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Obama says Trump ‘unfit’ to be president

·Chief Washington Correspondent
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President Obama on Tuesday bluntly declared Donald Trump “unfit” to be commander in chief and pressured senior Republicans to retract their endorsements of the GOP standard-bearer.

“I think the Republican nominee is unfit to serve as president,” Obama told reporters at a joint press conference with Singapore Prime Minister Lee Hsien Loong at the White House.

Turning up the heat on top Republicans like House Speaker Paul Ryan, who have endorsed the former reality show star, Obama said their criticisms of his frequent controversial statements “ring hollow” because they say they will still support him in November.

“There has to come a point at which you say ‘enough,’” the president declared.

Obama cited Trump’s bitter public feud with Khizr and Ghazala Khan. Their son Humayun, a 27-year-old Muslim American Army captain, was killed by a suicide bomber in Iraq in 2004.

“The notion that he would attack a Gold Star family that had made such extraordinary sacrifices on behalf of our country, the fact that he doesn’t appear to have basic knowledge around critical issues in Europe, in the Middle East, in Asia, means that he’s woefully unprepared to do this job,” Obama said.

Trump’s criticisms of the Khans, who assailed the former reality show star last week at the Democratic nominating convention, has drawn criticism from Ryan, Republican Senate Majority Leader Mitch McConnell, and Sen. John McCain — but none has rescinded his endorsement.

“The question I think that they have to ask themselves is, ‘If you are repeatedly having to say in very strong terms that what he has said is unacceptable, why are you still endorsing him? What does this say about your party that this is your standard-bearer?’” Obama said.

“There has to be a point at which you say, ‘This is not somebody I can support for president of the United States even if he purports to be a member of my party,’” the president said.

“There has to come a point at which you say somebody who makes those kinds of statements doesn’t have the judgment, the temperament, the understanding to occupy the most powerful position in the world,” he continued.

The president had repeatedly made clear in the past that he did not think Trump belongs in the Oval Office, but his remarks on Tuesday amounted to a sharp escalation in a rhetorical war sure to stretch all the way to Election Day.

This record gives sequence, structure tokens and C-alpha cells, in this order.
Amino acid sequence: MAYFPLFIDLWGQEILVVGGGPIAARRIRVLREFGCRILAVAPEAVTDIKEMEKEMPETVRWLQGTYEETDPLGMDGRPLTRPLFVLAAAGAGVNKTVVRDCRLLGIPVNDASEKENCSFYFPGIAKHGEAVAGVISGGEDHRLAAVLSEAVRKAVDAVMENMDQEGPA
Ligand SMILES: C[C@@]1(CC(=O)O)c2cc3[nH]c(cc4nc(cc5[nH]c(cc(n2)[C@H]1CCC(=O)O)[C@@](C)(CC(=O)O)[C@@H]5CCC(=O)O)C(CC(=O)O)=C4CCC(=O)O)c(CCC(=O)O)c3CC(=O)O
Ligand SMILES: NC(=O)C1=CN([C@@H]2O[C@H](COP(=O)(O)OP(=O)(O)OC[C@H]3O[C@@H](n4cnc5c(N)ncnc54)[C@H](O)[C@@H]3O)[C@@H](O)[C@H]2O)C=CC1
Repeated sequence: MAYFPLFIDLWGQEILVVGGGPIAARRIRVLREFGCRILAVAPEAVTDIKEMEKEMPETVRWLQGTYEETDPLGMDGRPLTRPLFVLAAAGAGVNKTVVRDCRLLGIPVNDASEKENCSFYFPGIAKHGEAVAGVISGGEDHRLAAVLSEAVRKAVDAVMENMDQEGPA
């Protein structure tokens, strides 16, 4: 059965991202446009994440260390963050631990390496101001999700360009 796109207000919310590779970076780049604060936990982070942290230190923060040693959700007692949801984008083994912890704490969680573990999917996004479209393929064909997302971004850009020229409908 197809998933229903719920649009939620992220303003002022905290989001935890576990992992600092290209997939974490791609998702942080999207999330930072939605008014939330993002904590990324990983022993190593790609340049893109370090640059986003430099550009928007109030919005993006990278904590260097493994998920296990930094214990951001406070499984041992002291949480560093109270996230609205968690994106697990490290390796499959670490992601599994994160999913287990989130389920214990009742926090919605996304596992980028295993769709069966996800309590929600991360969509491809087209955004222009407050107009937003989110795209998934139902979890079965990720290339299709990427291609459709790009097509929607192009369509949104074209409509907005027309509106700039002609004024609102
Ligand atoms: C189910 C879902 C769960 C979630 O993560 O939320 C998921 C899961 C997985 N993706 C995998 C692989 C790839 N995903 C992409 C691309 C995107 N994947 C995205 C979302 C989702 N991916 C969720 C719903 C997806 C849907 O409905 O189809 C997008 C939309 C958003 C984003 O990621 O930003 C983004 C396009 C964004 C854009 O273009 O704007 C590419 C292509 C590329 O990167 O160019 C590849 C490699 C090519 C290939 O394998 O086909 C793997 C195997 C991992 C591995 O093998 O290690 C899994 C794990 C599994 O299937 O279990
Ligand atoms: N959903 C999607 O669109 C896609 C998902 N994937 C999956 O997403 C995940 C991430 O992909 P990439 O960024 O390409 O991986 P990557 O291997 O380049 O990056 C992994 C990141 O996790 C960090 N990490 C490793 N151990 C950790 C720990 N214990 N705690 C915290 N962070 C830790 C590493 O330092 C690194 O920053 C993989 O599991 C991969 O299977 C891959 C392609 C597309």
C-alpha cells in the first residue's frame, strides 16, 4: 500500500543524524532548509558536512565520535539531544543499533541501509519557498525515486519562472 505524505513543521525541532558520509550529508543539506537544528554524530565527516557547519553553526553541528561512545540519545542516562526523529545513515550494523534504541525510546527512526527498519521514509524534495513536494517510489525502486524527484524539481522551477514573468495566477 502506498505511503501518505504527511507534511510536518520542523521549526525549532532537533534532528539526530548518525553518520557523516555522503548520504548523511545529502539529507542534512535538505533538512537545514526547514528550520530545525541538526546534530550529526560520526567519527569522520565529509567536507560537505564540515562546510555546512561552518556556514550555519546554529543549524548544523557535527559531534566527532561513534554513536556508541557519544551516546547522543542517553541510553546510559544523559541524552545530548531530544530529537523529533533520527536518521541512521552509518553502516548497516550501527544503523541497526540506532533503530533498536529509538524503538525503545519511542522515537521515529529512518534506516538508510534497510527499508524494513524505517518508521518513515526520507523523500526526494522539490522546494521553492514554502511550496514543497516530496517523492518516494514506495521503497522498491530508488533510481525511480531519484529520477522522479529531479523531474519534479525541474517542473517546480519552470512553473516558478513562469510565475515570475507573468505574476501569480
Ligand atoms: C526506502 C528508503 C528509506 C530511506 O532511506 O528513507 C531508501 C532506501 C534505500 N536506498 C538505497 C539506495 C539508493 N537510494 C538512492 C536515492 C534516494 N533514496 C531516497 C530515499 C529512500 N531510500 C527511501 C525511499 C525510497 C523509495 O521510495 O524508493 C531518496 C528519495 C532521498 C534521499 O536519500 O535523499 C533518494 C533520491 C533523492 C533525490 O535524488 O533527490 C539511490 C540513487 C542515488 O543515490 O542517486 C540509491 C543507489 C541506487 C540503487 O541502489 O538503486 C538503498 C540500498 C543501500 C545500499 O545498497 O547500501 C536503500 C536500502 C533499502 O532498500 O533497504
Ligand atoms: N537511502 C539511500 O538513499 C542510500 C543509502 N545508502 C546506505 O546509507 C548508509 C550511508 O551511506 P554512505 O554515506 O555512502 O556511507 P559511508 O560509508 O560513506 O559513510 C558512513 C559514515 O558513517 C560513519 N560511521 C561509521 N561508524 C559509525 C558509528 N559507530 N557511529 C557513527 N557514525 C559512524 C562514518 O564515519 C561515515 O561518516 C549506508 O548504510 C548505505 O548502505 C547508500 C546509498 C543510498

Trump subsequently released a statement declaring Democratic nominee Hillary Clinton unfit for the Oval Office.

“They have produced the worst recovery since the Great Depression,” Trump said of Obama and Clinton. “They have shipped millions of our best jobs overseas to appease their global special interests. They have betrayed our security and our workers, and Hillary Clinton has proven herself unfit to serve in any government office.”

President Obama speak during a joint news conference with Singapore's Prime Minister Lee Hsien Loong in the East Room of the White House in Washington, Tuesday, Aug. 2, 2016. (Photo: Pablo Martinez Monsivais/AP)
President Obama speak during a joint news conference with Singapore’s Prime Minister Lee Hsien Loong in the East Room of the White House in Washington, Tuesday, Aug. 2, 2016. (Photo: Pablo Martinez Monsivais/AP)

At his Tuesday press conference, Obama also signaled that he has not given up on trying to push the Trans-Pacific Partnership (TPP) trade deal through Congress, even though the agreement faces opposition from both Trump and Clinton. The former secretary of state used to support TPP but turned away from it during her pitched primary battle with Sen. Bernie Sanders.

“Right now, I’m president and I’m for it,” Obama said. “Hopefully, after the election is over and the dust settled, there will be more attention to the actual facts behind the deal and it won’t just be a political symbol or a political football.”

The president also weighed in gingerly on the release of hacked emails from the Democratic National Committee, the result of a cyber-intrusion that some experts have pinned on Russia.

Asked whether Moscow was behind the attack, Obama declined to comment specifically, citing an ongoing FBI investigation, but hinted that his administration was looking at possible retaliation against the perpetrators.

“There are a lot of countries out there that are trying to hack into our stuff,” he said. “We have provisions in place where, if we see evidence of a malicious attack by a state actor, we can impose, potentially, certain proportional penalties. But that requires us to really be able to pin down and know what we are talking about.”

And, he added, “I don’t think that it wildly swings what is a tough and difficult relationship that we have with Russia right now.”

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